Beyond the barbed wire and watchtowers lies a story that casts more than a little doubt on whether this dream will ever be realised. Praveen Swami reports.
From a distance, it is possible to imagine the muffled explosions that sometimes echo across the brown hills of Mes Aynak are the sounds of Afghanistan’s future -- engineers blasting their way into the world’s second-largest copper ore reserves, holding an estimated 5.5 million metric tonnes.
The mine, and other similar ones, are due to bring Afghanistan $1 billion a year in revenues, and create over 35,000 jobs.
Like most dreams, this one is starting to give way to reality but of a different kind: the explosions are rockets, police guards stationed at the mine say, fired by villagers disgruntled by land acquisition, would-be extortionists, and Taliban units that have overrun the province of Logar, where Mes Aynak lies.
Earlier this week, President Xi Jinping and Prime Minister Narendra Modi agreed to explore joint China-India work on a railway line in Afghanistan, with one spur carrying Mes Aynak’s ore to Torkham, and over the Khyber Pass into Pakistan; the other in a great north-western arc, into Iran at Hairatan.
“It’s the best news we’ve had in years,” a senior Afghan diplomat told Business Standard. “If our two great friends can cooperate to build this infrastructure, it will transform Afghanistan into a hub for commerce and trade across Central Asia.”
Beyond the barbed wire and watchtowers, though, lies a story that casts more than a little doubt on whether this dream will ever be realised.
Ten years after the May 2008, $2.9 billion, 30-year lease awarded to two State-owned Chinese companies, China Metallurgical Group Corporation and the Jiangxi Copper Company Limited, the project has fallen apart. MCC-JCL Aynak Minerals, as the Chinese consortium is called, has sought renegotiation, but the issue has remained pending despite years of negotiation.
Key to the 2008 contract was MJAM’s promise to build the railway line President Xi and Prime Minister Modi are now discussing -- a project that involved traversing some of the most hostile terrain in the world.
The contract states that “MCC has made a commitment to the Government of Afghanistan to construct, at MCC’s sole expense, a railway associated with the project”. The line was to run from Hairatan to Torkhan, carrying out ore.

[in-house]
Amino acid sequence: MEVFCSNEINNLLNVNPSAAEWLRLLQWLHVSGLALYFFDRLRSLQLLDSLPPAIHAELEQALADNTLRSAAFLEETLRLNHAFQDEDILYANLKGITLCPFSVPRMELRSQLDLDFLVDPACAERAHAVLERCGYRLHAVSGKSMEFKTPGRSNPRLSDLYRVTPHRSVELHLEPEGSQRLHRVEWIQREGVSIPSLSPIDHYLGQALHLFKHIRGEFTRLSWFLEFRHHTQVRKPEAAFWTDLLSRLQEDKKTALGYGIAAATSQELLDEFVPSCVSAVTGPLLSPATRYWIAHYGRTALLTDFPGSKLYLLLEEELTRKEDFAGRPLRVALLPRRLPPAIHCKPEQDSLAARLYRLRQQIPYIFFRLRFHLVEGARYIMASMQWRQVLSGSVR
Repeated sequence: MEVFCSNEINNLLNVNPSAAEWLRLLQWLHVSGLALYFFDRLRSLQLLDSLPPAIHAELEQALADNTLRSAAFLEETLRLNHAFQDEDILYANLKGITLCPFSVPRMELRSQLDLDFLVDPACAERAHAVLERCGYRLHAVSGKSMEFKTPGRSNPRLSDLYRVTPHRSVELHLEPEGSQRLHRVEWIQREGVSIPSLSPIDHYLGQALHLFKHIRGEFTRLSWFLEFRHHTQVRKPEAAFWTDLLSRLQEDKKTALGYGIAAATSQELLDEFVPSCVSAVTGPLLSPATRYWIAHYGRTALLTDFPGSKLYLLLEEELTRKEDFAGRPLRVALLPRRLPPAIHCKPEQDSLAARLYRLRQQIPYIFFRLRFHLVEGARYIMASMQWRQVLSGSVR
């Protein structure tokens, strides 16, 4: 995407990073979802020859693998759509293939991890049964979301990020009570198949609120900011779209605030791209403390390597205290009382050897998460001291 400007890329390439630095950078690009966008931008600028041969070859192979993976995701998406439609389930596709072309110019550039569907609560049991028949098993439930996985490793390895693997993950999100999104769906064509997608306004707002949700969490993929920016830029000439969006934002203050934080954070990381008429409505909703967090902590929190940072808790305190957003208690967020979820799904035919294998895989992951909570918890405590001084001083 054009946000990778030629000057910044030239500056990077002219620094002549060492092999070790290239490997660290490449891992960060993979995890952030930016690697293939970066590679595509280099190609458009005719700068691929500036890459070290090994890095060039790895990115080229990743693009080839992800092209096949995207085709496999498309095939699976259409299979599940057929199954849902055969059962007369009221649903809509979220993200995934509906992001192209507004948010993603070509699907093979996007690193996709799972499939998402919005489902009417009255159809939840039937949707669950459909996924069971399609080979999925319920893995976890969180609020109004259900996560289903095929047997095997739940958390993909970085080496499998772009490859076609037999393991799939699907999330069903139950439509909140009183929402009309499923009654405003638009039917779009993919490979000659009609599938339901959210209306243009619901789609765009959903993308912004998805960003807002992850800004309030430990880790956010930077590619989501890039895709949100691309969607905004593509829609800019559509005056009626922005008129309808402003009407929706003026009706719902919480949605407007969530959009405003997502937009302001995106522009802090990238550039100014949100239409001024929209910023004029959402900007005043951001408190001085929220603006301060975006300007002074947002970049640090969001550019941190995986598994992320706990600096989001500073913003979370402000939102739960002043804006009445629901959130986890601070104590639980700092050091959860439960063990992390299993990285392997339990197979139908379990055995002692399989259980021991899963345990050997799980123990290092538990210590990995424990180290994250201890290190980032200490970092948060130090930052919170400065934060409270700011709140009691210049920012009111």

In 2011, then minister of mines Wahidullah Shahrani said the line would run from Torkham to the northern city of Mazar-e-Sharif, passing through Kabul via Bamyan, near Mes Aynak.
The line was key to India’s own still-nascent $10 billion project to mine and process iron ore at Hajigak, from where a spur will link to the rail line and enable access to Chabahar.
Inside months of the contract being signed, though, global copper prices fell from $9.60 a kg to $6.60 -- and MCC began to edge back from its commitments.
The Chinese consortium, Afghan government sources have told Business Standard, sought a waiver on $808 million due to Kabul, on top of the $133 million initial payment. It also wanted to cut the royalties, which were set at 19.5 per cent.
Even more important, MCC argued that phosphate deposits and coal needed to smelt and process Mes Ink’s ore were not locally available -- a claim Afghanistan’s government disputes. Thus, MCC said it would not build the 400 MW power plant around which the entire project was to have been centred.
Instead of shipping out processed copper by road, MCC said it would move ore back to China -- by truck, rendering the ambitious rail line project unnecessary.
Experts are sceptical that the project, as planned, will ever move forward.
China expert Andrew Small recently said Mes Aynak “is no longer a priority for the Chinese government and does not play a significant role in China’s Belt and Road Initiative that is anyway focused on infrastructure development, outsourcing capacity, and market-building, and not the extraction of natural resources”.
Afghanistan, however, hopes that China -- which has conducted at least one round of negotiations between the Taliban, Pakistan and Afghanistan -- will revive the project, in the hope it will help stabilise the country. The rail line, Afghan officials say, will give the country’s fruit, timber and gemstone exporters easy access to central Asian and Chinese markets.
Heavily dependent on foreign aid, Afghanistan was forced to slash its development spending commitment for 2018 from over 150 billion Afghanis to 67 billion Afghanis because of a 25 per cent decline in receipts from foreign donors.
Even though the Asian Development Bank is considering funding the northern spur of the line, from Hairatan to Mazar-e-Sharif, there is no word on who will pay for the other sectors to be built.
Local security conditions have also been deteriorating, placing a question mark over the possibility of large-scale construction works in hard-to-protect rural areas. Last week, Logar’s deputy police chief, Colonel Khan Sadiq, said over 600 fresh Arab, Pakistani, Chechen and Uzbek jihadists have entered the province alone, making the country’s struggle to retake territory more difficult.
The Long War Journal, which monitors the security situation in Afghanistan, estimates that government authority has either been evicted or is under challenge in 237 Afghan districts, compared to 150 firmly controlled by Kabul.